CANNELTON – Before the public works and city council meetings kicked off April 2 in Cannelton, the public was invited to two public hearings to discuss a tax abatement for a local business and the city’s plan to apply for a rural development grant.
City attorney John Werner opened up the floor to the handful of residents in attendance to hear comments first about a tax abatement for Moskos Brothers LP, who are working to improve several buildings along the city’s Seventh Street.
“I think anything at all we can do to help out the community to get things going in this town, I’m all for it,” Ed Lawalin commented from the audience. “Anything you all (city council) can do to help them out, let’s do it.
Councilman Jack Harris commented that the area the company is helping to improve is a bad spot in the town.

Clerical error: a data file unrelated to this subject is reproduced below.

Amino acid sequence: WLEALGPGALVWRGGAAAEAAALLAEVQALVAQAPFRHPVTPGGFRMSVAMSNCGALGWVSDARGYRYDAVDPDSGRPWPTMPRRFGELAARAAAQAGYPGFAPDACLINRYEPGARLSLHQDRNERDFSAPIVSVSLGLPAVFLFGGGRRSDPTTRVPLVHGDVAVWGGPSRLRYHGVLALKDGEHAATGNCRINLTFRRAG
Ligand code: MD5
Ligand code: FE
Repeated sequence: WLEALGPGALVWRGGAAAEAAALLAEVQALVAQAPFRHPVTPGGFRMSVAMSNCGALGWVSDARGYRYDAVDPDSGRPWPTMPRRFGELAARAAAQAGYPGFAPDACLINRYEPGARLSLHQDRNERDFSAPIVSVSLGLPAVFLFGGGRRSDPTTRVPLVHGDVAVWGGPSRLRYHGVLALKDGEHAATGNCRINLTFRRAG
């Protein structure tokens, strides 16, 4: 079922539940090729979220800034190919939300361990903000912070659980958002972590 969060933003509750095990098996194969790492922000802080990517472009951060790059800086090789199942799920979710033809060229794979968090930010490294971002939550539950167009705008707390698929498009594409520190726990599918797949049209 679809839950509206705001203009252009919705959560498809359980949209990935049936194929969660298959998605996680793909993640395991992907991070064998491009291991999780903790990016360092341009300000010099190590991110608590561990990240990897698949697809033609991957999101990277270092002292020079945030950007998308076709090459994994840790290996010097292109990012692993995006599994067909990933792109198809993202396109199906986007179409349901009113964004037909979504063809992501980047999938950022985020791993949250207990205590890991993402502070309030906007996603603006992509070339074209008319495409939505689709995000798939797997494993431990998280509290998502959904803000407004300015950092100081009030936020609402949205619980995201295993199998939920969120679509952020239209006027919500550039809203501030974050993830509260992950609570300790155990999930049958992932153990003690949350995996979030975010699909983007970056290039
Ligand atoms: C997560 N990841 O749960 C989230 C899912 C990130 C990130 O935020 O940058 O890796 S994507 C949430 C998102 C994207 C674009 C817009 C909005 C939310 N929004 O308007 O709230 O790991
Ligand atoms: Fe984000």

"He’s changing that,” Councilwoman Lynn Fulkerson added, referring to company representative Rob Moskos, who was also present.
Cannelton police officer Bob Campbell said abandoned areas such as the buildings being remodeled are always trouble for law enforcement since those who are homeless might break into those buildings.
“We’re constantly watching because we figure people are cooping up in there. It might not be such a hazard now, but come winter they’ll be building fires to stay warm by and they’re liable to burn the place down,” he explained.
After hearing the comments, council members were presented with the final resolution, which would grant the company exemption from all property taxes for three years, followed by a seven-year exemption of property taxes on any increase in assessed valuation created by improvements made on the property.
The resolution was passed unanimously.
The second hearing was lead by Mayor Mary Snyder, who asked for support in her efforts to obtain a grant from the U.S. Department of Agricultural Rural Development office.
“They said we qualified for a rural development grant,” she explained, “because we are a low-income area.”